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NY State Woman Finds OCFS ' Policy Brief Does Not Fully Address the Issues
"What their brief does not begin to explore is false filings of educational neglect charges, and why there are no investigations into this aspect. " ~ Rhonda Mangus, North Tonawanda , NY
By: Metro Media Strategic Consulting Group
Rhonda Mangus' plight began when her gay teen son, Michael, was bullied at age 14 while attending North Tonawanda High in 2005. There was a strong anti-gay bullying aspect to the taunting, which culminated in an expletive-laced written death threat. Making matters worse, Michael's attempts to form a gay-straight alliance club were met with ridicule by faculty. As any concerned mother would be likely to do under such circumstances, Mangus made the decision to remove the youth from school.
Although not one but two medical professionals never cleared the teen to return to school, Mangus was charged with "educational neglect". "Michael was never truant, and the charges constituted a false filing.", she asserts.
Wishing to have the charges removed, Mangus engaged in a lengthy and grueling five year battle which involved filings to the Appellate and Supreme Courts of New York. She received pro bono advisement from high-profile Chicago attorney and gay rights advocate Jay Paul Deratany, and his colleague Nathan Polum. But in the end, the rulings always ended with the assertion that the charges remain in place.
Michael eventually went on to obtain his GED with stellar scores, and now works as a stage performer in the U.S. and Canada. But he and his mother do not believe that justice was served in their case.
From the briefing of October 25, 2010, written by the Vera Institute of Justice in partnership with Casey Family Programs, the Office of Child and Family Services of the State of New York proposes:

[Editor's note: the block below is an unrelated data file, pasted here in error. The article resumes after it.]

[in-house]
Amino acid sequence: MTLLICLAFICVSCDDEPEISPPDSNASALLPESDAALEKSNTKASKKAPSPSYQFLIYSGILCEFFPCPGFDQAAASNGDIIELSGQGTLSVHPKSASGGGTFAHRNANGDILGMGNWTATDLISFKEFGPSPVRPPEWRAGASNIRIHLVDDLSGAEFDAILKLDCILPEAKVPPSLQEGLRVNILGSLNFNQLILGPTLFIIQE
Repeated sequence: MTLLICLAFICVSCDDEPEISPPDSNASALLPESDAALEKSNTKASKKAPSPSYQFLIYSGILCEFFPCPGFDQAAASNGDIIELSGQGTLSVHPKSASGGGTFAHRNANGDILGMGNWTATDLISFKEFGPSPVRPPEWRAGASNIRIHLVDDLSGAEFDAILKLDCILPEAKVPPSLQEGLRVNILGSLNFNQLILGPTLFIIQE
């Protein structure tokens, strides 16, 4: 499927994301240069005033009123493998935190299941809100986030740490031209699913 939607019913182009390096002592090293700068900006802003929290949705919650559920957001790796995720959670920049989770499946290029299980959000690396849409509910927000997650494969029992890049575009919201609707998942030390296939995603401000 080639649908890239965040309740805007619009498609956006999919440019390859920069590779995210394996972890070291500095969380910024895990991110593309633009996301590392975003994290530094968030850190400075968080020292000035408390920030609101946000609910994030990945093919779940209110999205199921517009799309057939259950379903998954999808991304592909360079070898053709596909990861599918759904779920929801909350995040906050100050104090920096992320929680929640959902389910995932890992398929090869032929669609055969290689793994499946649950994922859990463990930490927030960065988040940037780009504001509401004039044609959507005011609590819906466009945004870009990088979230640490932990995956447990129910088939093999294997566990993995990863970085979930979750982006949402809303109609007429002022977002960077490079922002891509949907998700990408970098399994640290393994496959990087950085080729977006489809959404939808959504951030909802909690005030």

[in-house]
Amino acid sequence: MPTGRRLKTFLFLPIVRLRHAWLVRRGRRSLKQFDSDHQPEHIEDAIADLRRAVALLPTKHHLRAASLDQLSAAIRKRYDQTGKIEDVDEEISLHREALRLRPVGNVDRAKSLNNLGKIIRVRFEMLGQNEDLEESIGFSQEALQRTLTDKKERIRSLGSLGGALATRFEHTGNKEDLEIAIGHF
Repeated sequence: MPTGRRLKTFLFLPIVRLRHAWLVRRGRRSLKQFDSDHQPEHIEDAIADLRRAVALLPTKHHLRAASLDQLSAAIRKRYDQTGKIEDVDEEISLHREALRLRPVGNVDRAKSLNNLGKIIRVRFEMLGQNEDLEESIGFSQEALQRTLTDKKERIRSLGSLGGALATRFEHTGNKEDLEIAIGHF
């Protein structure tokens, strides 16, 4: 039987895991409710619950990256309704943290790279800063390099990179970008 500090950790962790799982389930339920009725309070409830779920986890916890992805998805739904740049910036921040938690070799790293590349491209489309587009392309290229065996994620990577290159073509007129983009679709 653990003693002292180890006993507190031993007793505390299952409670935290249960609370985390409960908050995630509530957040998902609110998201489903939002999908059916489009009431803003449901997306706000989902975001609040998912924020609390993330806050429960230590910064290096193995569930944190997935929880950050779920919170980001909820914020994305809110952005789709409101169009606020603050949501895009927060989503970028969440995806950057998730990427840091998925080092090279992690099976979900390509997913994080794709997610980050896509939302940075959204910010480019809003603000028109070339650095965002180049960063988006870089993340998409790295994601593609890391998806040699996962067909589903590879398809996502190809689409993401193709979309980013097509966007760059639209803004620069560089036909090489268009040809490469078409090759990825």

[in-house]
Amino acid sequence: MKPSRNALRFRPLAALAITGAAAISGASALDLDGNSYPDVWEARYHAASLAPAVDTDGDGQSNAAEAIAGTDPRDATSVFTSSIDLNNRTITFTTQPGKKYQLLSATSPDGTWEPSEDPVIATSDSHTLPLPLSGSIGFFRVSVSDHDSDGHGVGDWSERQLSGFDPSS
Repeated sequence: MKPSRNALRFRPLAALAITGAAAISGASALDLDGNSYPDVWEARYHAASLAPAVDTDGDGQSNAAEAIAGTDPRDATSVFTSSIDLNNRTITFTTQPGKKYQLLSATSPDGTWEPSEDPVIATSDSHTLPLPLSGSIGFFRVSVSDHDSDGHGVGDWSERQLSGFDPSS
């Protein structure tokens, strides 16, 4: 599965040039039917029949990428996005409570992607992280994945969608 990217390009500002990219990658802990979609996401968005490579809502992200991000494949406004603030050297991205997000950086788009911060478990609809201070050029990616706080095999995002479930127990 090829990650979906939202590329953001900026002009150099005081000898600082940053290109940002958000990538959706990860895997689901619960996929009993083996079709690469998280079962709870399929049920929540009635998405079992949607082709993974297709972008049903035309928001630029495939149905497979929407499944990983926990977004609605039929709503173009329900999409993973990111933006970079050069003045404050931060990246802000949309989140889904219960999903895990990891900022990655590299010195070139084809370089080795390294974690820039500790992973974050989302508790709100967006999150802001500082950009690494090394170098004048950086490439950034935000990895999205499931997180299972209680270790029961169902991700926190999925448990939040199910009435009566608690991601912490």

". . . [that] the state develop a new non-punitive approach to teenage absenteeism that is rooted in research on adolescent behavior and school engagement. The brief found that the child protective system—the network of state and local agencies that handle allegations of child abuse and neglect—is not well equipped to help teenagers improve their school attendance. At times, it can make matters worse."http://uticadailynews.com/
The last statement seems a joke to Rhonda Mangus. Not only does she feel that Gay-Straight Alliances and firm anti-bullying policy should be the norm in public schools, but that she became the target of charges is unethical and a cruel insult to injury, and that such cases ought to be addressed and resolved justly. "There has been no accountability at all." she says , "no serious attempt, or indeed any at all, of a probe or inquiry into what transpired, and what the motivating factors were."
The report on the OCFS brief continues:
"In some cases, educational-
If New York amended its laws to remove educational neglect of teenagers from the jurisdiction of the child protective system it would not be alone; half of the states—including California, Florida, Illinois, and Texas—do not recognize teen agers’ school absences as grounds for a neglect finding." http://uticadailynews.com/
To Mangus and more than a few reasonable others, a greater issue is in fact a question: Why there seems to be no method of investigation in the filing of charges which are false and unprovoked. And this in itself is a compelling reason for her to keep searching until it is answered.
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